FIG. 3 is a timing diagram illustrating the generation of a frequency higher than the frequency of the PLL 120. Generally, when the phase delay decreases continuously, this will lead to generation of a frequency higher than PLL frequency. In order to decrease the delay constantly one would start with multiplexing out the rightmost interpolator 130-4 in FIG. 1 with interpolation of the right (most delayed) input of the interpolator 130-4. Then the interpolation control would gradually move the phase of interpolated signal towards the left input (minimum delay) of the rightmost interpolator 130-4. When the rightmost interpolator 130-4 reaches its minimum delay interpolation, the multiplexer 150 will switch to the next interpolator 130-3 at its maximum delay, and so on. When the minimum delay of the leftmost interpolator 130-1 is reached, the multiplexer 150 again switches to the output of interpolator 130-4 at its maximum delay.
FIG. 4 is a block diagram illustrating a control circuit 400 for the signal generator circuit 100 of FIG. 1. As shown in FIG. 4, the control circuit 400 generates a control signal for the interpolators 130 (to select a given phase within the range of the active interpolator 130) and for the multiplexer 150 (to select the output of a given interpolator 130). The control circuit 400 includes a rate generator 440 that increments or decrements a counter 450 with a desired rate in order to facilitate higher or lower frequency generation. The lower bits of the counter 450 are used for control of the active interpolator 130 (inactive interpolators are kept static at a proper state), and the upper bits are used for control of the multiplexer 150.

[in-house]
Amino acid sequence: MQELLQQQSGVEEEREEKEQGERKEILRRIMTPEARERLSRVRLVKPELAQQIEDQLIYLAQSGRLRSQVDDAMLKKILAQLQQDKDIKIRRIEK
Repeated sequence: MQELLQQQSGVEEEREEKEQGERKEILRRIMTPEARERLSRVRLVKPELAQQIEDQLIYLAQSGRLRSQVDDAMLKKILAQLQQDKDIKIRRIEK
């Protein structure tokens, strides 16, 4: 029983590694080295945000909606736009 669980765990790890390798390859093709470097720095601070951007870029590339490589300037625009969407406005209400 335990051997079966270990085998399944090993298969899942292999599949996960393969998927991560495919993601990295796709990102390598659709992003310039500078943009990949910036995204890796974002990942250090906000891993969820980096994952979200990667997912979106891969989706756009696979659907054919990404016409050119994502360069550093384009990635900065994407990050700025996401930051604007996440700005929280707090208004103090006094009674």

The rate for rate generator 440 is set either from the constant offset control or from the slot generator 420 that changes control in time in order to achieve the desired frequency timing. For the spread spectrum, the timing diagram of the slot generator 420 must emulate a triangle wave, as discussed below in conjunction with FIG. 5. The number of slots can be programmed in the slot generator 420, and the duration of each slot can be set through the frequency divider 410, in a known manner. A multiplexer 430 selects either the constant offset value or the output of the slot generator.
FIG. 5 is a timing diagram illustrating a control signal 500 generated by the slot generator 420 of FIG. 4. The rate generator 440 has to assure a minimum phase jitter in the phase movements. In one exemplary embodiment, there are 16 clock periods over which the phase increment/decrement pattern repeats. Thus, each step in FIG. 5 corresponds to a different slot and likewise, to a different rate of phase increment/decrement by an interpolator 130. In other words, each step in the triangle wave control signal corresponds to a different rate of change in phase setting for the interpolators 130 and multiplexer 150. A table can be established to assign a different binary value to each slot.
Among other benefits, the present invention provides predominantly digital rate offset or spread spectrum generation based on the constant PLL frequency.
A plurality of identical die are typically formed in a repeated pattern on a surface of the wafer. Each die includes a device described herein, and may include other structures or circuits. The individual die are cut or diced from the wafer, then packaged as an integrated circuit. One skilled in the art would know how to dice wafers and package die to produce integrated circuits. Integrated circuits so manufactured are considered part of this invention.
It is to be understood that the embodiments and variations shown and described herein are merely illustrative of the principles of this invention and that various modifications may be implemented by those skilled in the art without departing from the scope and spirit of the invention.